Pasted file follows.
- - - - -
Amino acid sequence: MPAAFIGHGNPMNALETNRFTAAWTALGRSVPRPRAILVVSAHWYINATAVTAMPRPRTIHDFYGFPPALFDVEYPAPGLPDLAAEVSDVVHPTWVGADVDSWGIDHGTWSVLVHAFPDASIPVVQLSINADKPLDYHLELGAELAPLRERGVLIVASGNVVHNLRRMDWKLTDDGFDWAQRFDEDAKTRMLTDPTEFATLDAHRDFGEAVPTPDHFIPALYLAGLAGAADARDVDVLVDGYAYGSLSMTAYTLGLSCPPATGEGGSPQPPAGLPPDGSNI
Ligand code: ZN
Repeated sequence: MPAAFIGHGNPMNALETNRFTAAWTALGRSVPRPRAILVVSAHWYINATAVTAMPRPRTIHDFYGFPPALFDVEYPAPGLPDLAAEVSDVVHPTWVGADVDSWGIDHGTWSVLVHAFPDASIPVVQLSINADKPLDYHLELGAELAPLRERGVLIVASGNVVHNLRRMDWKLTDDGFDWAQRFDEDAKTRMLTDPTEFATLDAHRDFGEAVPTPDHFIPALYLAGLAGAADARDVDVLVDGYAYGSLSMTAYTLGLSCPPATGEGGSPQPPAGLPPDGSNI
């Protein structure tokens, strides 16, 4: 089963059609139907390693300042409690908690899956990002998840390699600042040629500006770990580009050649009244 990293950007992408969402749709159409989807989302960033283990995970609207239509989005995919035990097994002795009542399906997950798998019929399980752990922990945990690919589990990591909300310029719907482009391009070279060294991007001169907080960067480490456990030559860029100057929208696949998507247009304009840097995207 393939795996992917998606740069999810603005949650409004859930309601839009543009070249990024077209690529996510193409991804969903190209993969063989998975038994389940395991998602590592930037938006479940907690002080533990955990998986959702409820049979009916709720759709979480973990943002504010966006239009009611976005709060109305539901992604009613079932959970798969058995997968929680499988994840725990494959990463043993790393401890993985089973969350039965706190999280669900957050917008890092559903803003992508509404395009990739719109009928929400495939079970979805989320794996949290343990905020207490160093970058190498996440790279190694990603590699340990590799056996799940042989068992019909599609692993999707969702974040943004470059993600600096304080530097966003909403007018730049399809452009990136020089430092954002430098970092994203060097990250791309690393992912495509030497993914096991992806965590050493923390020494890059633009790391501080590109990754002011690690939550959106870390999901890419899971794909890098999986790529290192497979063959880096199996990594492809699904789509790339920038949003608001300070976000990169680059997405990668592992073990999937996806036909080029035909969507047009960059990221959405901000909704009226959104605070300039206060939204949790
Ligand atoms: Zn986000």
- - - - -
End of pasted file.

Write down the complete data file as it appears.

Amino acid sequence: MPAAFIGHGNPMNALETNRFTAAWTALGRSVPRPRAILVVSAHWYINATAVTAMPRPRTIHDFYGFPPALFDVEYPAPGLPDLAAEVSDVVHPTWVGADVDSWGIDHGTWSVLVHAFPDASIPVVQLSINADKPLDYHLELGAELAPLRERGVLIVASGNVVHNLRRMDWKLTDDGFDWAQRFDEDAKTRMLTDPTEFATLDAHRDFGEAVPTPDHFIPALYLAGLAGAADARDVDVLVDGYAYGSLSMTAYTLGLSCPPATGEGGSPQPPAGLPPDGSNI
Ligand code: ZN
Repeated sequence: MPAAFIGHGNPMNALETNRFTAAWTALGRSVPRPRAILVVSAHWYINATAVTAMPRPRTIHDFYGFPPALFDVEYPAPGLPDLAAEVSDVVHPTWVGADVDSWGIDHGTWSVLVHAFPDASIPVVQLSINADKPLDYHLELGAELAPLRERGVLIVASGNVVHNLRRMDWKLTDDGFDWAQRFDEDAKTRMLTDPTEFATLDAHRDFGEAVPTPDHFIPALYLAGLAGAADARDVDVLVDGYAYGSLSMTAYTLGLSCPPATGEGGSPQPPAGLPPDGSNI
């Protein structure tokens, strides 16, 4: 089963059609139907390693300042409690908690899956990002998840390699600042040629500006770990580009050649009244 990293950007992408969402749709159409989807989302960033283990995970609207239509989005995919035990097994002795009542399906997950798998019929399980752990922990945990690919589990990591909300310029719907482009391009070279060294991007001169907080960067480490456990030559860029100057929208696949998507247009304009840097995207 393939795996992917998606740069999810603005949650409004859930309601839009543009070249990024077209690529996510193409991804969903190209993969063989998975038994389940395991998602590592930037938006479940907690002080533990955990998986959702409820049979009916709720759709979480973990943002504010966006239009009611976005709060109305539901992604009613079932959970798969058995997968929680499988994840725990494959990463043993790393401890993985089973969350039965706190999280669900957050917008890092559903803003992508509404395009990739719109009928929400495939079970979805989320794996949290343990905020207490160093970058190498996440790279190694990603590699340990590799056996799940042989068992019909599609692993999707969702974040943004470059993600600096304080530097966003909403007018730049399809452009990136020089430092954002430098970092994203060097990250791309690393992912495509030497993914096991992806965590050493923390020494890059633009790391501080590109990754002011690690939550959106870390999901890419899971794909890098999986790529290192497979063959880096199996990594492809699904789509790339920038949003608001300070976000990169680059997405990668592992073990999937996806036909080029035909969507047009960059990221959405901000909704009226959104605070300039206060939204949790
Ligand atoms: Zn986000």